Interest rate swaps are derivative products which help in transforming the cash flows of existing debt issues. These are not only useful in covering the existing exposure but also in the new issue market. For instance, consider a company X willing to raise $20 million by issuing a fixed rate note with semi-annual coupon payments over a 3-year period. The company already has some fixed rate exposure and is not in a position for another exposure. A large institutional investor is willing to accept the credit risk of X on a privately placed loan provided that the deal can be structured as per its terms and conditions. As the fund manager of this investment company anticipates a decline in interest rates, he/she would like to design the loan contract based on his/her perception. Hence he/she links the semi-annual coupon on the note inversely with the level of some variable interest rate index such as LIBOR. As the coupon rate increases when the general level of interest rates decreases and vice versa, this is termed as reverse-floating rate contract. Let us take the following illustration to understand the swap-linked note.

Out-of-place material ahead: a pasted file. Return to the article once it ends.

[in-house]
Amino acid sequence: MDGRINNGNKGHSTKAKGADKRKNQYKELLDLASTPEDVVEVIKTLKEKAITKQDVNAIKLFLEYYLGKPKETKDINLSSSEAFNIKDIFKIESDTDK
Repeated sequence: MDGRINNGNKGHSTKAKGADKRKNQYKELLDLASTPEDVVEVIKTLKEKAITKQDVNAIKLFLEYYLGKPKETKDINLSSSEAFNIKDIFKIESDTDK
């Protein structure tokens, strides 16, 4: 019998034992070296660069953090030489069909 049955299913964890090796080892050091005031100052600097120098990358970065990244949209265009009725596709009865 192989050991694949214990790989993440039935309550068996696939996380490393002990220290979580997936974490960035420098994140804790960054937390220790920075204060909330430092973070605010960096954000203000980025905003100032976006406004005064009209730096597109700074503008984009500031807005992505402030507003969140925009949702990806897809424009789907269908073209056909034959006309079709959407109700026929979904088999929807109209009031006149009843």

Assume that company X and the investor agree to reset the coupon semi-annually at a level equal to 10% minus LIBOR. If 6-month LIBOR is 6%, then the coupon will be (10% - 6%) = 4%. If LIBOR is 3%, then the coupon will be (10% - 3%) = 7%. Thus the investor gains from falling rates and is subject to less credit risk than what would have been if a regular bond issue had an embedded derivative. A reverse floater will benefit more from a rate decline than that could be obtained from a fixed rate note of identical maturity.